Years ago, Saturday Night Live produced a sharp parody of a prescription drug commercial aimed at women—touting a solution for some female-specific health problem. I don’t remember what problem or product the parody was spoofing, but I remember the commercial’s best punchline: When it was time to offer disclaimers and warnings about scary-sounding side effects (which sometimes make the remedy seem worse than the disease), the very sympathetic female announcer said, “Latrevia [or whatever it was called] won’t cure all your problems; after all, you’ll still be a woman.”
The reason that punchline worked is because it correctly discerned a subtle message underneath many of these appeals to women: “Because you’re a woman, there’s something wrong with you and your body.”
For some reason, I thought of this parody when I heard about Angelina Jolie’s announcement a couple of weeks ago to have a preemptive double-mastectomy. I say “preemptive,” of course, because she doesn’t yet have breast cancer. Based on state-of-the-art genetic testing, however, her doctors believed she had an 87 percent chance of developing it.
I promise I’m not passing judgment on the rightness or wrongness of Jolie’s decision. And who am I, anyway—with my Y-chromosome—to even offer an opinion. I know I’m treading on thin ice, believe me.
But was her decision “brave,” absent any sign of cancer, as magazines as diverse as People and Christianity Today agree that it was? How do they know what was right?
And why isn’t the answer as clear to me?
One thing’s for sure: I don’t like this “Her•meneutics” column in Christianity Today. Guest-columnist Sarah Thebarge, a breast-cancer survivor, asks:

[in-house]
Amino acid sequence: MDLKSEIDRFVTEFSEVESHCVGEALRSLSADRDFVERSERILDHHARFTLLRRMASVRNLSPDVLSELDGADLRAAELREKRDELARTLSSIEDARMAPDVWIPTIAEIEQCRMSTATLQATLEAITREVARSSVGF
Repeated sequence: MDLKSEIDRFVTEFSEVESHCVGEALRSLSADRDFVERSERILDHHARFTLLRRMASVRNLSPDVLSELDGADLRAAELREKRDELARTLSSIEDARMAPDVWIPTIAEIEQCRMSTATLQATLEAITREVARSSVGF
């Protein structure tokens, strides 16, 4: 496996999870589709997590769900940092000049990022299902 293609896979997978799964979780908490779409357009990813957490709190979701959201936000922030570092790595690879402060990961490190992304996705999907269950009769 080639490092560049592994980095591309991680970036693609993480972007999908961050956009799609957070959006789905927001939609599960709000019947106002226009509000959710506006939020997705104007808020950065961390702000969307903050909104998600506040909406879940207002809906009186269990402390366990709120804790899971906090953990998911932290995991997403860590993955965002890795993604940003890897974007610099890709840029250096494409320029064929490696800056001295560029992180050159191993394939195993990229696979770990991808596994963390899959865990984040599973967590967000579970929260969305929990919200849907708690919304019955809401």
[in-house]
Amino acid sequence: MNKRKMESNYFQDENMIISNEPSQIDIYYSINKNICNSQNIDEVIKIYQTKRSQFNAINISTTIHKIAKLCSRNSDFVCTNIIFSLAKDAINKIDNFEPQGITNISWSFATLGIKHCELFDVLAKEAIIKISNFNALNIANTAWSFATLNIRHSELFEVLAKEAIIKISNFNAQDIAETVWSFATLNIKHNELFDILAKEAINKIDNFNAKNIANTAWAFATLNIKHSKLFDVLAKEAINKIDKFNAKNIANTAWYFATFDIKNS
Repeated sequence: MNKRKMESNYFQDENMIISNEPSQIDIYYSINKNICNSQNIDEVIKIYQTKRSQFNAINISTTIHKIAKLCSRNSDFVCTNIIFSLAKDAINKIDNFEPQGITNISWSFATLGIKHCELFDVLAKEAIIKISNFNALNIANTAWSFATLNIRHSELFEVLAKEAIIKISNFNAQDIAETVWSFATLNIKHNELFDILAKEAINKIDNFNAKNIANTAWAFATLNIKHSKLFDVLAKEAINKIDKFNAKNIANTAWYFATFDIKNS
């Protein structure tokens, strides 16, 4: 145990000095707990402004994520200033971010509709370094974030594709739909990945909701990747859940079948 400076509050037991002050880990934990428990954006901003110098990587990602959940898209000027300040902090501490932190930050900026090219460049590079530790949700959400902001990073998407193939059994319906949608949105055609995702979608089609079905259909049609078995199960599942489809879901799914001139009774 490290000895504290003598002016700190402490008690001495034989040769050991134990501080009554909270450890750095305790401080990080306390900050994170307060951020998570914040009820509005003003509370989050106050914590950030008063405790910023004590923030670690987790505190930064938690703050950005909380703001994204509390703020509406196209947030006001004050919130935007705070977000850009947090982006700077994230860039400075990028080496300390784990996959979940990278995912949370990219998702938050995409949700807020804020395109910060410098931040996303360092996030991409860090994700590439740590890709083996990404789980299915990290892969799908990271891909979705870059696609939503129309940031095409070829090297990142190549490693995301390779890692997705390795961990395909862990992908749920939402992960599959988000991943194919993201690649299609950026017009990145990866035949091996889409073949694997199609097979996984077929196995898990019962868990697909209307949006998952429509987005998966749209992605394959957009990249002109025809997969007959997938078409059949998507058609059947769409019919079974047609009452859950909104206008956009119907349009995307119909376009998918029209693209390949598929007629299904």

What if all of us women had the courage to shed the external things we’ve used to define ourselves and accept ourselves and each other for who we are instead of what we look like?
I can’t reconcile these words with our Christian hope for bodily resurrection, which I just preached about on Sunday. Contrary to Thebarge’s suggestion, “who we are” is not some intangible, spiritual part of ourselves—a soul—separate from our bodies. We are instead bodies and souls together. On the other side of death and resurrection, God will put us back together again.
And why will God do this? Because God happens to love the “external things” (Thebarge’s words) that make up our bodies. He isn’t willing for us to be “shed” of them—not eternally, at least. Jesus came not to save “souls but ‘wholes,'” as N.T. Wright said. As with all of us, Angelina Jolie doesn’t accidentally have the body she has. God gave it to her for a reason. What we do with our bodies, therefore, matters greatly to God.
And for all I know, God called her to sacrifice part of her body for now—so that she’ll avoid an early death and continue to love and support her many children. But that doesn’t change the fact that what she loses matters to God—even if, in Christ, the loss is temporary.